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Crisis Averted? Stagehands Union and Studios avert strike, two tiered system prevails

Voracious content consumers can breathe a sigh of relief. Film and television studios have come to an agreement with the International Alliance of Theatrical Stage Employees (IATSE) to avoid a strike. Yes, that means that new season of that show you binge the moment it comes out is still on schedule.


Traditional media have covered this compromise as a victory for the some 60,000 IATSE members and studios alike. The union members' demands of more consistent hours, better pay and more consistent breaks have apparently been met, although details of the deal are still forthcoming. The studios avoided not only a PR disaster, but a financial one as well, with the prospect of hundreds of millions of dollars being lost by strike-shuttered sets.


“I couldn’t join the union even if I wanted to,” said Benjamin Perelzstein, a production assistant currently working for an Amazon production under the title Larry’s Diner.


There is stark contrast between members and non members who often share the same sets. The almost uncountable number of production assistants across film and TV sets are both not eligible to join the union, and, according to Perelsztein, too grossly underpaid to join even if they wanted.


Nothing has, or will change for those employees, according to Perelzstein, who is still working twelve hour days, five days a week, as an independent contractor. Because of their status as daily contractors, production assistants for Amazon studios are not paid overtime. They receive their schedules the night before reporting to set, sometimes with as little as four hours notice.


According to Deadline, the wage increases for the lowest paid union members will lead to an hourly rate of $26 an hour by the third year of the agreement. Production Assistants, most of whom make minimum wage, have been told they will see no such similar increase.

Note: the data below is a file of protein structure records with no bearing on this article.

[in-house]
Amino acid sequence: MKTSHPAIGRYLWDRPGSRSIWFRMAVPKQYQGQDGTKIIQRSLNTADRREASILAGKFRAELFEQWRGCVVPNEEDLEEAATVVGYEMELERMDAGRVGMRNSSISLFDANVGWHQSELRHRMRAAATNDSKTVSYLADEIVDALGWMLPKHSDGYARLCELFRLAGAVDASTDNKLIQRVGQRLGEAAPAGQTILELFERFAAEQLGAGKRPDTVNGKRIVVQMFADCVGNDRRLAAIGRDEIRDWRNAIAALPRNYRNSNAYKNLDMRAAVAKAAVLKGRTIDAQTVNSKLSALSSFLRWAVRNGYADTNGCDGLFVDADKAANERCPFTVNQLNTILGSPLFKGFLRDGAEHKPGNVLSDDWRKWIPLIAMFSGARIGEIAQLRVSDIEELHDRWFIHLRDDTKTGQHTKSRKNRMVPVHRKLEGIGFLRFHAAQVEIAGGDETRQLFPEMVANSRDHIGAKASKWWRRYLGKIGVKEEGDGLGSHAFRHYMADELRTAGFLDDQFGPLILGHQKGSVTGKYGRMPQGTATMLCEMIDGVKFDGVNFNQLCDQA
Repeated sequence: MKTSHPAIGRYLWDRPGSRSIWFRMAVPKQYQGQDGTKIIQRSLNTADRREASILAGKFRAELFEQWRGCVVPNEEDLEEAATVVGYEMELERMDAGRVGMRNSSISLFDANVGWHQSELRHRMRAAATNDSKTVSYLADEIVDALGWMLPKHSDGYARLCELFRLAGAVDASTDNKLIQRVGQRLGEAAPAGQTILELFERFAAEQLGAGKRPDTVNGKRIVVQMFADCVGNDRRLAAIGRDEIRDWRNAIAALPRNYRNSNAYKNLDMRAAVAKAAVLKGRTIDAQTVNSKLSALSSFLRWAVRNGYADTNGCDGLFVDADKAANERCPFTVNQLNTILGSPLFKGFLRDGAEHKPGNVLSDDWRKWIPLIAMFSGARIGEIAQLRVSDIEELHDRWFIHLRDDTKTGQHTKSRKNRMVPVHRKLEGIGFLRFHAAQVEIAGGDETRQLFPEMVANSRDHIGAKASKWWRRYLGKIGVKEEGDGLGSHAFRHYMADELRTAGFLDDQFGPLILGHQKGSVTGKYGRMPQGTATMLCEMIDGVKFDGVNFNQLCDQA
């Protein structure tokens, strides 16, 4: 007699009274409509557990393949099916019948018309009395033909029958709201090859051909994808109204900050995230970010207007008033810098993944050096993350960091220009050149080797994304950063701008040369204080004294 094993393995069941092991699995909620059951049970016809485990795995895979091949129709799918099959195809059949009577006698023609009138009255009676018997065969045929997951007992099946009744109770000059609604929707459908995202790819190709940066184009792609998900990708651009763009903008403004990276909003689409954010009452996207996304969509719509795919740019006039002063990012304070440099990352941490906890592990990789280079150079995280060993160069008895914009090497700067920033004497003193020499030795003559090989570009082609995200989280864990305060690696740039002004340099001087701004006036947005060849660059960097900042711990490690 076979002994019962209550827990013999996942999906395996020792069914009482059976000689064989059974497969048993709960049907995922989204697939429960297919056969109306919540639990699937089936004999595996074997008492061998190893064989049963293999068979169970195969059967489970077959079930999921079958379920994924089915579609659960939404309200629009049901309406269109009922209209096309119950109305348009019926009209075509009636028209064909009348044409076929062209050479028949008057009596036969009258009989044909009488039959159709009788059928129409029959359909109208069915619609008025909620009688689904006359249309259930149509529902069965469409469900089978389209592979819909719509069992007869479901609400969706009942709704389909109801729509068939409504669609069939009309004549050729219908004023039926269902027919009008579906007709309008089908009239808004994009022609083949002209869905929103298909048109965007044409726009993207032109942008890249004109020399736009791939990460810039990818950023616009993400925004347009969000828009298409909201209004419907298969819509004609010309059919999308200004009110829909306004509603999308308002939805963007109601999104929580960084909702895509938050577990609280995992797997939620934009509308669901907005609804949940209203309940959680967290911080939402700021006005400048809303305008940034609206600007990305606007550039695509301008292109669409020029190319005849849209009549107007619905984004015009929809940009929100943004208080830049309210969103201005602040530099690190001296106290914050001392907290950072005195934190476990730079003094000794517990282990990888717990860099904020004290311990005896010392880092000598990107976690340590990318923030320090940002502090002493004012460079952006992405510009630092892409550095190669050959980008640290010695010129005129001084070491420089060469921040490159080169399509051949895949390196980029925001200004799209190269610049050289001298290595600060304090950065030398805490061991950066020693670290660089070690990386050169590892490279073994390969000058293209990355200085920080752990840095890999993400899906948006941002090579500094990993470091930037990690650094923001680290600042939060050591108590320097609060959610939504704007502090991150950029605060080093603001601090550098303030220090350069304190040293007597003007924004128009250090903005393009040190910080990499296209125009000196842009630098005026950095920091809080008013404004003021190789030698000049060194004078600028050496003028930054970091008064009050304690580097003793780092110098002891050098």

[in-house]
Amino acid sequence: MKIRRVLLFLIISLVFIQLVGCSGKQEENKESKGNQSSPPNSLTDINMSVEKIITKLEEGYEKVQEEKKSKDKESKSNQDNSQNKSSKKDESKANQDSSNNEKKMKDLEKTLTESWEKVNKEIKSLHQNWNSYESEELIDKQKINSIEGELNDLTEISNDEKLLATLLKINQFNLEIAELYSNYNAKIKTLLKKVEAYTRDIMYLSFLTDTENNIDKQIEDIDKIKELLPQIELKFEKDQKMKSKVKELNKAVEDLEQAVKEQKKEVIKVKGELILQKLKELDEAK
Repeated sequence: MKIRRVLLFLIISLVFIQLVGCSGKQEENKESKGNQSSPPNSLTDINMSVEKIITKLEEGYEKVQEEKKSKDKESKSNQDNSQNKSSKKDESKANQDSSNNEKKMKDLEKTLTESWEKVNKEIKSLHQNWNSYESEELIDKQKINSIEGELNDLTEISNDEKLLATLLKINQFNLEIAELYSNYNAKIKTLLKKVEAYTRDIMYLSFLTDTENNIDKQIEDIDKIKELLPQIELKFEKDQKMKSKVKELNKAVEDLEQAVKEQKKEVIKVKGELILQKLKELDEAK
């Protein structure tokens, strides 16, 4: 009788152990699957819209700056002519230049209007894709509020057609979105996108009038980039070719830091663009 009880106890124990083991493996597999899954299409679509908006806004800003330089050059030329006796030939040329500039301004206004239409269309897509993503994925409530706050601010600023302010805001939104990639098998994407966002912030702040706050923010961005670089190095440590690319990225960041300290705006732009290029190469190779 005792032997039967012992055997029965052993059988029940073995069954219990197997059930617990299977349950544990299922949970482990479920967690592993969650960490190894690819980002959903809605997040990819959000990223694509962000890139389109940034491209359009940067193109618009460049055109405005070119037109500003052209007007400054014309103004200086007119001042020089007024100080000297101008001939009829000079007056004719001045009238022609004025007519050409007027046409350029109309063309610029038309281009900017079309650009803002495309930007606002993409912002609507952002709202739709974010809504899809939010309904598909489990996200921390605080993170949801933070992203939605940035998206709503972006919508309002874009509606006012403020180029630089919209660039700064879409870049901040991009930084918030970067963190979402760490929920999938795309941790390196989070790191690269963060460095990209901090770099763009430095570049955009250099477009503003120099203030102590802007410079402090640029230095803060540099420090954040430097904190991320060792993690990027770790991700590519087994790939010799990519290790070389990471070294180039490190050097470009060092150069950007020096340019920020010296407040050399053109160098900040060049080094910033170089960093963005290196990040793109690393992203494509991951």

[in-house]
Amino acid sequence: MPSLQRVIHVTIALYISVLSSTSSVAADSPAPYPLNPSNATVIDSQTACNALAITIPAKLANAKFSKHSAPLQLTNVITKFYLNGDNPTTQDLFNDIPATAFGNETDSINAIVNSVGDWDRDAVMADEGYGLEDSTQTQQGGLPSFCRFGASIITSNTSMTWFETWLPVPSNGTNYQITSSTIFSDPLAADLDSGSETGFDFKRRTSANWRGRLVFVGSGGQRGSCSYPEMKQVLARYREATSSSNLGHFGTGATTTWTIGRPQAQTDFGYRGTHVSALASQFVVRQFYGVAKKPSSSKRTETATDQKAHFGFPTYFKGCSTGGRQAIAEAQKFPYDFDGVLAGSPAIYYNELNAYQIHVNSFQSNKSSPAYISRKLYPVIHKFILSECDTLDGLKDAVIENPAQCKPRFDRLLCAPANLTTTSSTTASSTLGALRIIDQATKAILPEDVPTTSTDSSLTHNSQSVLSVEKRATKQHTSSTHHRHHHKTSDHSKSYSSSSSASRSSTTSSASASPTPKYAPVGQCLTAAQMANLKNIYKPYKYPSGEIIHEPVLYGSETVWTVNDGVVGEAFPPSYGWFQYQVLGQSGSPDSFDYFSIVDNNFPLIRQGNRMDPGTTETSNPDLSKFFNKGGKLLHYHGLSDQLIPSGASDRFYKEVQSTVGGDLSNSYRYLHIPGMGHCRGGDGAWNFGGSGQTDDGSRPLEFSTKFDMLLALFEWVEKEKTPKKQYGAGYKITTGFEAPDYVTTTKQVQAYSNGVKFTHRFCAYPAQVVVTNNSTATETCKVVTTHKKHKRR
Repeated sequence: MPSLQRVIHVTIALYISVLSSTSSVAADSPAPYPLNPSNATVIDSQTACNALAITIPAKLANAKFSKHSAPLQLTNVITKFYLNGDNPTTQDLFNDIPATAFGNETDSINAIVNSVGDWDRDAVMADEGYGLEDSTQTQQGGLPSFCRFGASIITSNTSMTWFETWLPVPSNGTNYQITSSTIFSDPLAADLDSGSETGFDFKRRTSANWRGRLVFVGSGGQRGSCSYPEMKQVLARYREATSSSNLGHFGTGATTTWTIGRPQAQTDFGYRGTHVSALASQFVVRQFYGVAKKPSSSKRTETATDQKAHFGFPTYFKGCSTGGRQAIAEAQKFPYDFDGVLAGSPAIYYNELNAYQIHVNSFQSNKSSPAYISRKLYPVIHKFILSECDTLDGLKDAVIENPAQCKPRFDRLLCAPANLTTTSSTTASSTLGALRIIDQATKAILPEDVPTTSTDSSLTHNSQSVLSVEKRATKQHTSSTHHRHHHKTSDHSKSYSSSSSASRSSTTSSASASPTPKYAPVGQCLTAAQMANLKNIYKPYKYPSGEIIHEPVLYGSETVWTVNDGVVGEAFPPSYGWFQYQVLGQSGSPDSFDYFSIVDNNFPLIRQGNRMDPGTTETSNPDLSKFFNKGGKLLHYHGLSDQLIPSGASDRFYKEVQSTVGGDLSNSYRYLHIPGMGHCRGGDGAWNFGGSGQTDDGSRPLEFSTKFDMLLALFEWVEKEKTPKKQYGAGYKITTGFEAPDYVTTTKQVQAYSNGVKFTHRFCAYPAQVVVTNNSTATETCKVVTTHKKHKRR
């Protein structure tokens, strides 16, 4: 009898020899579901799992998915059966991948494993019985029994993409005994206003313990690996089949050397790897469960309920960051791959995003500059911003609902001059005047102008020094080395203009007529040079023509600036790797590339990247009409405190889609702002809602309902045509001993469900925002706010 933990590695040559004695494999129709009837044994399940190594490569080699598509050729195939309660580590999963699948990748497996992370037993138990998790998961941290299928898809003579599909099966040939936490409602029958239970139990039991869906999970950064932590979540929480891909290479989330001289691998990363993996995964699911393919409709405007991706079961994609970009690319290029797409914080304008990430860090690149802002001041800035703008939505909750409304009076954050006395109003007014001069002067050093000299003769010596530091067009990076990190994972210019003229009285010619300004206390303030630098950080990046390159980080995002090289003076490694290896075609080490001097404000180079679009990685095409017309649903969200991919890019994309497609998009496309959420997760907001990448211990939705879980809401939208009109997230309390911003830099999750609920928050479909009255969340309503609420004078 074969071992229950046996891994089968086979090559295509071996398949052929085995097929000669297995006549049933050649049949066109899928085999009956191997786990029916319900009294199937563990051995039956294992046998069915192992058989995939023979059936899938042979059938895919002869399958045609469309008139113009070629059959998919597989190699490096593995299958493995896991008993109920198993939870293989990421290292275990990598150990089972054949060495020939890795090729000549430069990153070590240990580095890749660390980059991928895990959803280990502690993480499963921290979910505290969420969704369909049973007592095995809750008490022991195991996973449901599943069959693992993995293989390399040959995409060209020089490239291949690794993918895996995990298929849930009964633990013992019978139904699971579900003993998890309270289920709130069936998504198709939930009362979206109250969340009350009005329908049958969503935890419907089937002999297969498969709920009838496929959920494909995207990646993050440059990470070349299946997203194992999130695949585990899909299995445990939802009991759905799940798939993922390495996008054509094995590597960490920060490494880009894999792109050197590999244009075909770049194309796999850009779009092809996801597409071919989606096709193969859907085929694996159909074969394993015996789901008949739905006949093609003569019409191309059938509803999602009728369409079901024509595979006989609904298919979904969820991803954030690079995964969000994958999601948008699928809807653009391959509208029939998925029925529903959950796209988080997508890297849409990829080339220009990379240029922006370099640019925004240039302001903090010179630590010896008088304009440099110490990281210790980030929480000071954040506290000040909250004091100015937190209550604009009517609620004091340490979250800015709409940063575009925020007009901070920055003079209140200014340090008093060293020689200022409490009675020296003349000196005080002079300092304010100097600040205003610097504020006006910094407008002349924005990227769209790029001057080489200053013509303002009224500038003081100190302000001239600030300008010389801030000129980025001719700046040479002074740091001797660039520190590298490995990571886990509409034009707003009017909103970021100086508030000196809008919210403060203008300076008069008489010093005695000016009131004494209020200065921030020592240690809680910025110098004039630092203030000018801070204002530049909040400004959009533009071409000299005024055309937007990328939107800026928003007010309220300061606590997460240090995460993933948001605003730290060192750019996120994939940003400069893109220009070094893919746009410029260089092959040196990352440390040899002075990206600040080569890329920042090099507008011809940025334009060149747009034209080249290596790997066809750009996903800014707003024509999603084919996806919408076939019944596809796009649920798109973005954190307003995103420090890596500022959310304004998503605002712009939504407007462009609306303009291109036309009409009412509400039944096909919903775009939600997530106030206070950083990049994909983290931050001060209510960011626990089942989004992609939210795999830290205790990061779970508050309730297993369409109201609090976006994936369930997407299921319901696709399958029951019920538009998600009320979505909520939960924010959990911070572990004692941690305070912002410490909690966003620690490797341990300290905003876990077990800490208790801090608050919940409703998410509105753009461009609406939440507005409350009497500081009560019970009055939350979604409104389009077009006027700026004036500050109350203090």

Production assistants do not have clear-cut job descriptions, they are on set to do everything and anything asked of them to keep the production running smoothly. Moving equipment, checking COVID tests and vaccine cards and setting up or striking the sets are just a few of the duties a single PA might encounter in the same day.


“If we were to even try to unionize they’d just find other people,” said Perelzstein alluding to the overabundance of candidates and relative lack of positions for entry level film jobs. “The studios hold all the cards."


Consistent PA work may never lead to a more specialized role, be it in lighting, sound, camera work or any other of the unionized jobs on set. There is no promise that a dedicated and talented PA will be able to elevate from their position.


At the mercy of studios hell-bent on churning out more content and generating more revenue, PA’s are the forgotten men and women of the recent conflict between labor and capital.


On Friday, October 15, in anticipation of the strike, a team of nonunion production assistants struck the Larry’s Diner set, working into the night long after their unionized coworkers went home. On Saturday, the IATSE announced the strike was averted. Those same PAs were called back Monday morning at 5:00 am to rebuild the set. Union members arrived at 8:00.


At least they get free lunch.


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